Like presidents and would-be presidents who have come before, Mr. Obama had sought to assure voters he was just like them by attempting to play a game. Beginning with William Howard Taft, who was a comically bad golfer, and continuing through George W. Bush, who bruised his face after falling off his mountain bike, presidents and candidates have risked all self-respect in the relentless pursuit of sport. Along the way, they usually reveal something about their character.
Lyndon B. Johnson tried golf, reluctantly, after an aide persuaded him that he could use the links as a place to buttonhole recalcitrant senators. L.B.J. said, “One lesson you’d better learn if you want to be in politics is that you never get out on a golf course and beat the president.” Heeding that advice was nearly impossible, however, because L.B.J. routinely blasted 300 shots per round.
Jimmy Carter went fishing one evening in 1979. The Associated Press told it this way: “A ‘killer rabbit’ attacked President Carter on a recent trip to Plains, Ga., penetrating Secret Service security and forcing the chief executive to beat back the beast with a canoe paddle. The rabbit, which the president later guessed was fleeing in panic from some predator, actually swam toward a canoe from which Carter was fishing in a pond. It was hissing menacingly, its teeth flashing and nostrils flared, and making straight for the president.”
Mr. Carter escaped uninjured, but the same could not be said for his reputation. Two months after surviving the killer rabbit, the president made what came to be known as his “malaise speech,” in which he spoke about Americans’ “crisis of confidence.” A connection between those two events was never proved.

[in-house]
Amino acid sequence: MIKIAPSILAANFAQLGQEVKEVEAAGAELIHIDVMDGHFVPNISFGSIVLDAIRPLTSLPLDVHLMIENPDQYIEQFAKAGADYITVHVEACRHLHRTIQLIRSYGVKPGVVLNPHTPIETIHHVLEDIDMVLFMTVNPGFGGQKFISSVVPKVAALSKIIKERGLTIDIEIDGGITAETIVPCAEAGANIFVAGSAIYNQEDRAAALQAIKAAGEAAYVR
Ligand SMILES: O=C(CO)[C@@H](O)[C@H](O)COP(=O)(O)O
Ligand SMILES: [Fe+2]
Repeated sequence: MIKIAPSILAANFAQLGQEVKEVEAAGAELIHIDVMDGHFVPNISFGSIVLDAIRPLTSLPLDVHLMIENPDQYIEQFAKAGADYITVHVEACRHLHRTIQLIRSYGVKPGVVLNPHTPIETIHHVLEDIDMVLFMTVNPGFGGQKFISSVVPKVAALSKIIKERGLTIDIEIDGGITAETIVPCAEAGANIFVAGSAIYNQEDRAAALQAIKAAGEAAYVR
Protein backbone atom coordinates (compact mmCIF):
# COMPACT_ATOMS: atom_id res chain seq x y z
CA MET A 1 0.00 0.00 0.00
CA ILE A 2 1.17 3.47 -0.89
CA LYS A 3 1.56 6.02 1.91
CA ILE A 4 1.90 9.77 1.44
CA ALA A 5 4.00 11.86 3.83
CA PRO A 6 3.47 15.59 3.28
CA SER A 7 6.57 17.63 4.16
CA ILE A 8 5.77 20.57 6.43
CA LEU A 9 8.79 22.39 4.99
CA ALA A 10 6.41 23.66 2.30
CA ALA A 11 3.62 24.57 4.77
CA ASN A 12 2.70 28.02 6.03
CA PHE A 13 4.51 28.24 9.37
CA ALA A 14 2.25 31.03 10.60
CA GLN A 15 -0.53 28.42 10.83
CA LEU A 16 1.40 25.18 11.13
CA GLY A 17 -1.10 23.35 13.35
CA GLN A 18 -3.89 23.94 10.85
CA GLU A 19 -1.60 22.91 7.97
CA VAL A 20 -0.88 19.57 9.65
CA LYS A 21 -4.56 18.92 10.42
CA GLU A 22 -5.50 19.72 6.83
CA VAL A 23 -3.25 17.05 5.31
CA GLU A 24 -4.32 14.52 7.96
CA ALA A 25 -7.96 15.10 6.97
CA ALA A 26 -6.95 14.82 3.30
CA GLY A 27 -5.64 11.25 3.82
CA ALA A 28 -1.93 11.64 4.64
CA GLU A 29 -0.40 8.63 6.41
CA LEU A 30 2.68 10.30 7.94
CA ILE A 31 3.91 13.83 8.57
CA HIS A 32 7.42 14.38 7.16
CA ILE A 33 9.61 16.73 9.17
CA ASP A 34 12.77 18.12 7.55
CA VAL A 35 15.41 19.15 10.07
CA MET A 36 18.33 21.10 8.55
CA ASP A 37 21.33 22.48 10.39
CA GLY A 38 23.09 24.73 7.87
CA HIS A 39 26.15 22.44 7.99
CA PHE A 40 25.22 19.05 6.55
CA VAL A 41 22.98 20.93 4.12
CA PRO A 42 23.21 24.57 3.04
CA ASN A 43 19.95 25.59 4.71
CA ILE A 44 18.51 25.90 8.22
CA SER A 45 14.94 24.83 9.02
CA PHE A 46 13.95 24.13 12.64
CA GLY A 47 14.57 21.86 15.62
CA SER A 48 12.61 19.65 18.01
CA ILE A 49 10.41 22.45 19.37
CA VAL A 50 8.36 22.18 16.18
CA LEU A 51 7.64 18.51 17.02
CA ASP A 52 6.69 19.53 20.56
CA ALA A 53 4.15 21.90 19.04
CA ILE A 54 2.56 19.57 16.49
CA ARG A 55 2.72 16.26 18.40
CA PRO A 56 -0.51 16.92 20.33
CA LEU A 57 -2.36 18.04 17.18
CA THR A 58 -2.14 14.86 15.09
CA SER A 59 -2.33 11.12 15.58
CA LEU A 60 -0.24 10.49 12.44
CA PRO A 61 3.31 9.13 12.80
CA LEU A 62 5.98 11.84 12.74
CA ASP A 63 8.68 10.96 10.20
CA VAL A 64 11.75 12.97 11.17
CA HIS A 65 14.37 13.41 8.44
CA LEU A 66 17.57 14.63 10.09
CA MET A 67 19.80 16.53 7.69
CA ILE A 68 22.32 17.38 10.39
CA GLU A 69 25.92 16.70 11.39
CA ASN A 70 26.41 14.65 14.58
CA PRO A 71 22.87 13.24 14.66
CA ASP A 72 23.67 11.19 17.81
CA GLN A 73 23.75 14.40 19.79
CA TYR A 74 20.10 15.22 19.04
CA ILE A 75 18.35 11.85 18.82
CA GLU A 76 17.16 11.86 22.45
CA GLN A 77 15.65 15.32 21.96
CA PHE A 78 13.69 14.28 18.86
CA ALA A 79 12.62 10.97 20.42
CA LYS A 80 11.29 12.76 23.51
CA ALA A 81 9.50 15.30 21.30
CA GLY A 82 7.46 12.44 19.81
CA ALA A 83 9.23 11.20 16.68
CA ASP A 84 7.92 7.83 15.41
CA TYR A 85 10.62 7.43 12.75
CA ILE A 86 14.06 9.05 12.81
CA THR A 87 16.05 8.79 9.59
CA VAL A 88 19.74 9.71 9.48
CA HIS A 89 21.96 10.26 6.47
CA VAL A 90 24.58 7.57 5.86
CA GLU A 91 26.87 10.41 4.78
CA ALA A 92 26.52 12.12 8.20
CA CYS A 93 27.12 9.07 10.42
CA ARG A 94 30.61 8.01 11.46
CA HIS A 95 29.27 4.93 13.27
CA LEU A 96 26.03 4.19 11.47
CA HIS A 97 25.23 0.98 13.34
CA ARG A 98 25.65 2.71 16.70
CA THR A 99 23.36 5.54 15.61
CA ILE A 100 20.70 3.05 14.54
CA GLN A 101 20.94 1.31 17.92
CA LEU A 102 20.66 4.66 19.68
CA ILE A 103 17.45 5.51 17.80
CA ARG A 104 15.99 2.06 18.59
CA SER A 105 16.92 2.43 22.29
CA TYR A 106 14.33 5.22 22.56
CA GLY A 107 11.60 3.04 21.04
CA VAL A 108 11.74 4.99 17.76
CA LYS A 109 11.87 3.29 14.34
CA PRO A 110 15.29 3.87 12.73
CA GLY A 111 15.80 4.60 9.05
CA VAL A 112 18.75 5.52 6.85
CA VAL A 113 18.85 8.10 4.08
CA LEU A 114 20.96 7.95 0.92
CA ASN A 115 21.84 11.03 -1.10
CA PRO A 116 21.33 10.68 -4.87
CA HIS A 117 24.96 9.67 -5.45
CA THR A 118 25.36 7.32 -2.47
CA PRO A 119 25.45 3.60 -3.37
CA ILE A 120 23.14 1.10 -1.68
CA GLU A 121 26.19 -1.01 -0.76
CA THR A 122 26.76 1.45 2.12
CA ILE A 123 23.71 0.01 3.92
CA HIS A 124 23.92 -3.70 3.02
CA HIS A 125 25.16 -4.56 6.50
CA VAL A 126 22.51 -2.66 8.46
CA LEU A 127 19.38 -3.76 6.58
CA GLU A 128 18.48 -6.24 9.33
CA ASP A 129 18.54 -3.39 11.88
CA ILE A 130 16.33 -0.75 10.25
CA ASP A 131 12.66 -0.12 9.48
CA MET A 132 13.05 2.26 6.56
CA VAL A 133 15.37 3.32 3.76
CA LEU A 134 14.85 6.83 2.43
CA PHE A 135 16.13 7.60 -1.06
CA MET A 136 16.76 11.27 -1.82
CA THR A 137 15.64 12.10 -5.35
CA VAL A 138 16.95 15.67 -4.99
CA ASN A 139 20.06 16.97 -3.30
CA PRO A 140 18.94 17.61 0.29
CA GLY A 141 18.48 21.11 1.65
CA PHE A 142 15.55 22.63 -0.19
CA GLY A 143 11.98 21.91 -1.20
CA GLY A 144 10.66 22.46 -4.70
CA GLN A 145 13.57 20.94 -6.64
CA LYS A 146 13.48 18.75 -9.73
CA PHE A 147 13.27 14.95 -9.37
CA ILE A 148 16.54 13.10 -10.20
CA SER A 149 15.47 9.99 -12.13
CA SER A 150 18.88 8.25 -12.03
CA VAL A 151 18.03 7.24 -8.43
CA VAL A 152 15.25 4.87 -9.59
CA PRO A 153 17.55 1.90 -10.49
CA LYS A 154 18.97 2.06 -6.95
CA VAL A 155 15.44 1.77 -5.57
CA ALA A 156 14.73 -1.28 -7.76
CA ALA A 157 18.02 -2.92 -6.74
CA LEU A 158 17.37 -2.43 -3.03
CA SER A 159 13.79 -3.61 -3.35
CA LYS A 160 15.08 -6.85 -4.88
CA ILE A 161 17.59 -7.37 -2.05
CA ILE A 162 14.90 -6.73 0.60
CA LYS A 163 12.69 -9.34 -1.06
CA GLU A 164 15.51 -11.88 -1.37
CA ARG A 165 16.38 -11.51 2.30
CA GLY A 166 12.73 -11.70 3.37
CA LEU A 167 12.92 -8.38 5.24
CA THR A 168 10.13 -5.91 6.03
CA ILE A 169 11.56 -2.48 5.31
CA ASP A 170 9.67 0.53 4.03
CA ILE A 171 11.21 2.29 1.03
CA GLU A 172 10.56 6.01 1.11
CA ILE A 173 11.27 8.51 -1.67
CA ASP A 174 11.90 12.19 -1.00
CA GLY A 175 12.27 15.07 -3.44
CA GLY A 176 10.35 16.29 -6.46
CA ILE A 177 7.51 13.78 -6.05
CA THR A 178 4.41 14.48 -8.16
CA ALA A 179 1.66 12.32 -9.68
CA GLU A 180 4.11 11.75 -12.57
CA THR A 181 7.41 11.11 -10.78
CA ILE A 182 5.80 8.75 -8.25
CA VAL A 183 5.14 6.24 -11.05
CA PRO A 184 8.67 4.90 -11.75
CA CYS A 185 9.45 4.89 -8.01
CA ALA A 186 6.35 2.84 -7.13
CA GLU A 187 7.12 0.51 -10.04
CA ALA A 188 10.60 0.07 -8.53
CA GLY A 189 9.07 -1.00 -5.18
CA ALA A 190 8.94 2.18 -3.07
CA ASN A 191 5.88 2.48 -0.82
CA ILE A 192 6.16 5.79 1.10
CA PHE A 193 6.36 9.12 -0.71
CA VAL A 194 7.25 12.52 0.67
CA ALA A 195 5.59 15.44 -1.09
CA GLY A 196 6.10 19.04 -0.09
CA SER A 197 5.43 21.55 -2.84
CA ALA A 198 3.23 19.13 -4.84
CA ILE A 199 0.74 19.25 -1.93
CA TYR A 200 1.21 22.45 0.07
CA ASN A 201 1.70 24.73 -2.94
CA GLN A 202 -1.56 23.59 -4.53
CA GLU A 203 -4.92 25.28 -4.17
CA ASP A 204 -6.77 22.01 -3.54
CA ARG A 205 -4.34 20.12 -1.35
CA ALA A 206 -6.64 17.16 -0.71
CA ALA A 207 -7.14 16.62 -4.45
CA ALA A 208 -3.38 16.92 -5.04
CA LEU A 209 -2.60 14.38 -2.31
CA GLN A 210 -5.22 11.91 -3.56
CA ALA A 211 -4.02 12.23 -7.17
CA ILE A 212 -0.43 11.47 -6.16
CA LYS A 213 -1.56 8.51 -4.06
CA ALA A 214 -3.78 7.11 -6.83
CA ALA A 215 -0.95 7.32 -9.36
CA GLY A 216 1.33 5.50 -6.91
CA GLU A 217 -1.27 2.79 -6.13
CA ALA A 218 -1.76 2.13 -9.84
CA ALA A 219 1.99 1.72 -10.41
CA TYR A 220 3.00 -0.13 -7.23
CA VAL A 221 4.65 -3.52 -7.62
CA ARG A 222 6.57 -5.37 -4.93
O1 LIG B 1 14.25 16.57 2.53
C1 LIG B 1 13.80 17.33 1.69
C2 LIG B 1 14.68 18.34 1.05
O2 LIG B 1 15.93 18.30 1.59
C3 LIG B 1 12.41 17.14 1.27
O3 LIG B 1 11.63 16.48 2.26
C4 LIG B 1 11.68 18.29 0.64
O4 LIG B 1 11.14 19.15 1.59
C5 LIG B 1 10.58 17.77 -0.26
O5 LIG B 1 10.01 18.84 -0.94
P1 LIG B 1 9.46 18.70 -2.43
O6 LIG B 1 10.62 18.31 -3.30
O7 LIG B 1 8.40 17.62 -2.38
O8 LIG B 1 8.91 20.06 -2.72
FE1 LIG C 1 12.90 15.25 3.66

Name of source: National Security Archive
SOURCE: National Security Archive (4-9-08)
The newly declassified histories, which were released through Freedom of Information Act litigation by the National Security Archive with the law firm James & Hoffman, include the Air Force's detailed official history of the war in northern Laos, written during the 1990s but hidden in classified form for years. Also declassified were Air Force historical studies on specific years of the Vietnam War, documenting in great detail the Air Force's role in planning and implementing the air war in North and South Vietnam. Among other significant disclosures in these histories are:
*Air Force interest in nuclear options during at least two flash points in the Southeast Asian conflict: Laos in 1959 and in 1968 during the battle of Khe Sanh.
*CIA operational commitments for the 1961 Bay of Pigs invasion hampered the Agency's ability to carry out Kennedy administration policy in Laos.
*CIA proprietary Air America directed search and rescue missions in Laos in addition to its role in combat operations.
*The U.S. ambassador in Laos served as the field commander of the so-called "secret war" there, a role that has been largely undocumented.